Optimization of reaction parameters

In order to achieve maximum sensitivity and selectivity, the proposed spectrophotometric methods are optimized by carefully studying the different reaction variables affecting the reaction. The optimum experimental conditions are established by studying the influence of one parameter on the absorbance values of colored species and in turn keeping the other parameter constant.

Effect of solvent

The effect of different solvents like methanol, ethanol, acetone, acetonitrile, water, and 1,4-dioxane has been studied for the proposed methods (Fig. 4). For method A, diluting with methanol gave the highest color intensity of Schiff base product and thus it is chosen as the ideal solvent. For method B, acetonitrile is observed to be the best solvent owing to its high dielectric constant and good solvating capacity for π-acceptors. However, water is not suitable for both the methods due to limited solubility of reagents.

Fig. 4
figure 4

Effect of solvent on the reaction of KT with DNPH and TCNQ

Effect of heating time and temperature

The effect of time is studied by following the complete color development at different time intervals. The results obtained (Fig. 5) indicated that maximum absorbance is attained at 15 min for method A and 10 min for method B. The optimum temperature to carry out the reaction is determined by following the absorption intensity at different temperatures ranging from 30–80 °C. Maximum absorbance values are obtained at 60 °C, and the reaction product remained stable for 3 h in method A. In method B, heating at 50 °C is sufficient and the product remained stable for 24 h.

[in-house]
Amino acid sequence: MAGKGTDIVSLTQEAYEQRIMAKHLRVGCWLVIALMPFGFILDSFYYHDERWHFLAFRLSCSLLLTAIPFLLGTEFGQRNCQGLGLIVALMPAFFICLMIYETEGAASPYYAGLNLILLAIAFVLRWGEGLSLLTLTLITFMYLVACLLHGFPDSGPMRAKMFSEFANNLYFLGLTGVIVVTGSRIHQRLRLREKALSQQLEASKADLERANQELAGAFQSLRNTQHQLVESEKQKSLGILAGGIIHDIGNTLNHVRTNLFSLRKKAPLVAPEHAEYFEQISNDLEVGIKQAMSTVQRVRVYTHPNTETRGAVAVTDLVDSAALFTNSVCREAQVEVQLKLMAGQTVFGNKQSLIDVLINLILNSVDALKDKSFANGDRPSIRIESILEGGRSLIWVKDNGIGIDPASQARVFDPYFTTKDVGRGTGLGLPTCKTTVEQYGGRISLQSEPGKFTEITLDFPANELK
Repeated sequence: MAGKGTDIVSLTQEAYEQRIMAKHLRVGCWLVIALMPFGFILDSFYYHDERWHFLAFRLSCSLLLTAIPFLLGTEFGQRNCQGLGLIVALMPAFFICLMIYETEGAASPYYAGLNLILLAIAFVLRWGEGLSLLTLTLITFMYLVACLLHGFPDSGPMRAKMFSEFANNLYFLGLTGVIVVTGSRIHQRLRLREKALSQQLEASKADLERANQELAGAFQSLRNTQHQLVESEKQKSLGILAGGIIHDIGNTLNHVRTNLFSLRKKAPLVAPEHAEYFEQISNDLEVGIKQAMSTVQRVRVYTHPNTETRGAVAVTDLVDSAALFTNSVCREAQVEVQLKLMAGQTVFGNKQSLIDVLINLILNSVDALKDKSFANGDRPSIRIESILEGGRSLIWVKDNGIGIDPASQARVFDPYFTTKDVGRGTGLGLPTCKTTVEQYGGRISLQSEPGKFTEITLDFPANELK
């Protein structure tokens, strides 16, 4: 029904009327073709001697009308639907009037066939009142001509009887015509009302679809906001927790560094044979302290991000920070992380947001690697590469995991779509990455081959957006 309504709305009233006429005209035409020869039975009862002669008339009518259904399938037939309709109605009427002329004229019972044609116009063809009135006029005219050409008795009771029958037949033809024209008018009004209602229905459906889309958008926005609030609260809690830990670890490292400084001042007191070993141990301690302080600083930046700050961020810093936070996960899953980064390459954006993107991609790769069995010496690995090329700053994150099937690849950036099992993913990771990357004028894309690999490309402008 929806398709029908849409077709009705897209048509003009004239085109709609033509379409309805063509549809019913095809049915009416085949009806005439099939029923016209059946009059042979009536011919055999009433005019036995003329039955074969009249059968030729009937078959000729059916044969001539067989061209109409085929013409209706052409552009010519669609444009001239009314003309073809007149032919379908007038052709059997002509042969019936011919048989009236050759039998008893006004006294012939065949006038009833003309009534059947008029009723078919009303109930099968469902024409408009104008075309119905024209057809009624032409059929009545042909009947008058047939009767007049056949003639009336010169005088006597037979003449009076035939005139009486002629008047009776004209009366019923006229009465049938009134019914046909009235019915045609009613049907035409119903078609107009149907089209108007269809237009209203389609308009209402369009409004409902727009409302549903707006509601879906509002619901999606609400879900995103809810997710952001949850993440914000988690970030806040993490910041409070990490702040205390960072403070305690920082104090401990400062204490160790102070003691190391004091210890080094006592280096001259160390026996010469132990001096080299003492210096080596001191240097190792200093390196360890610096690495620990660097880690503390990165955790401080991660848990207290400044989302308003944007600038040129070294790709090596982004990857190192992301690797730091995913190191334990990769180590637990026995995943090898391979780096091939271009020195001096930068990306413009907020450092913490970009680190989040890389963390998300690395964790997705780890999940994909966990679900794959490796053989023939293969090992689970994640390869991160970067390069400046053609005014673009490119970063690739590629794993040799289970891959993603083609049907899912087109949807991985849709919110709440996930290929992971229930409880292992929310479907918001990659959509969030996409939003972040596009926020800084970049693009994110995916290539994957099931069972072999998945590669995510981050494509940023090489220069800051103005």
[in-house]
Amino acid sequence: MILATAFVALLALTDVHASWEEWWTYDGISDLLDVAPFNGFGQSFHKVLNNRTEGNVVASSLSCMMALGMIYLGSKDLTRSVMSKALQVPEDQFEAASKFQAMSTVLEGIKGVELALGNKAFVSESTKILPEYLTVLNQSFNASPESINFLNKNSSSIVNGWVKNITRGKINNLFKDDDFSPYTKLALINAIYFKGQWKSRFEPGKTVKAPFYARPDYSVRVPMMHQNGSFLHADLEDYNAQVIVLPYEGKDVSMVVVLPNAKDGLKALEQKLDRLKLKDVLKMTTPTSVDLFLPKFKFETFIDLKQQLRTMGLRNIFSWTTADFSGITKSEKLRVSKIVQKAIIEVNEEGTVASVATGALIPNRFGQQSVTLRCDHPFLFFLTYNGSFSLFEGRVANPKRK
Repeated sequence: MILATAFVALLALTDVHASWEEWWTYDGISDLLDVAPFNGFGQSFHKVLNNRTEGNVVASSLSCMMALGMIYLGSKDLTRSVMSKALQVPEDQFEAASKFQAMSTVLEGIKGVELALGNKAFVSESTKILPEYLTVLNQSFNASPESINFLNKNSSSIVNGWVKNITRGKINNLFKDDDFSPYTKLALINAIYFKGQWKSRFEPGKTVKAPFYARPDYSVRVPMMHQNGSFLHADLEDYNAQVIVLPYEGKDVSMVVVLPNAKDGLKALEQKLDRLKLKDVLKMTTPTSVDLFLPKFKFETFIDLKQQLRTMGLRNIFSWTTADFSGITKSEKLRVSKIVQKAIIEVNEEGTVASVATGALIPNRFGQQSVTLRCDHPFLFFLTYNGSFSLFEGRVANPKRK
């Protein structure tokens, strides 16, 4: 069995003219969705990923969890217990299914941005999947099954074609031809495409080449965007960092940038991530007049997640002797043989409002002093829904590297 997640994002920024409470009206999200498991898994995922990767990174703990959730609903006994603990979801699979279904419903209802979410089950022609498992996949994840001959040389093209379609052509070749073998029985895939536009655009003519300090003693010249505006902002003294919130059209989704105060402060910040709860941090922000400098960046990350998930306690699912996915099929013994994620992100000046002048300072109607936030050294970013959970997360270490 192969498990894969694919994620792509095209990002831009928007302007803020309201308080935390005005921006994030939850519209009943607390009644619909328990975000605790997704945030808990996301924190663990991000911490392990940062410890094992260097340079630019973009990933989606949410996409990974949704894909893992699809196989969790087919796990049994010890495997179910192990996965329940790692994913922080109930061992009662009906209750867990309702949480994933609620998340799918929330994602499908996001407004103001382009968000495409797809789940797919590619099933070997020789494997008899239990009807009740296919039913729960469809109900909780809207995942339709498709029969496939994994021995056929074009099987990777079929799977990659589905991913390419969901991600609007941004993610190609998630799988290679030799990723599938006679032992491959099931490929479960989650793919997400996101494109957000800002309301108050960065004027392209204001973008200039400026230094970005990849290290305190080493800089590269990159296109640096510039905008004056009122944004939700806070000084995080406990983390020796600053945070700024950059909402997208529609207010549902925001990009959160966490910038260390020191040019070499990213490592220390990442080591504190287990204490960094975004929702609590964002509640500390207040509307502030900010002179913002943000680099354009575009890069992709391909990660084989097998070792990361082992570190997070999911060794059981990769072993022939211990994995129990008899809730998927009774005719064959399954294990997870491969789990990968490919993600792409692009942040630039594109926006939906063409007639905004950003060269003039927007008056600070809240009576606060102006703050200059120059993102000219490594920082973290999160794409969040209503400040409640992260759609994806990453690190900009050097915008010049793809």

Fig. 5
figure 5

Effect of temperature on the reaction of KT with a DNPH and b TCNQ

Effect of reagent volume

For method A, the effect of different volumes of particular concentrations of DNPH and potassium hydroxide on fixed concentration of KT is investigated. It is found that reproducible absorbance value is obtained with 1 mL of 0.005 M DNPH and 1 mL of 2 N potassium hydroxide. Excess addition of base is avoided because stable results are not obtained and also the color of blank solution remains dark for long time. For method B, various volumes of TCNQ solutions are added to fixed drug concentration and the results show that 2 mL of 0.0005 M is adequate for reproducible and maximum color absorbance.

Stoichiometry of reaction

The molar ratio of drug to reagent is analyzed by employing Job’s method of continuous variation (House 2013). At the optimum wavelength, the composition of KT-TCNQ reaction product is found to be 1:1. The stoichiometric relationship is illustrated in Fig. 6.

Fig. 6
figure 6

Job’s continuous variation plot of KT-TCNQ at detectable peak 842 nm

Validation of methods

The developed methods are validated with respect to linearity, accuracy and precision, specificity, limit of detection, and quantification according to the guidelines set by International Conference on Harmonization (ICH Q2 R1 2005).

Linearity and sensitivity

The proposed methods conform to Beer’s Law, and linear relationship (Fig. 7) in the absorbance-concentration plot is obtained in the concentration range of 0.50–18.50 μg mL−1 for method A and 2.00–50.00 μg mL−1 for method B. The following equations have been obtained by the regression analysis of the linear plot. For method A, Y = 0.0531 + 0.0564X, r = 0.9985 and for method B, Y = 0.0112 + 0.0133X, r = 0.9992, where Y is the absorbance and X is the concentration of drug in μg mL−1 and r is the correlation coefficient. Various optical and sensitivity parameters like molar absorptivity and Sandell’s sensitivity are also computed and compiled in Table 1. The results indicate good sensitivity of the proposed methods.

Fig. 7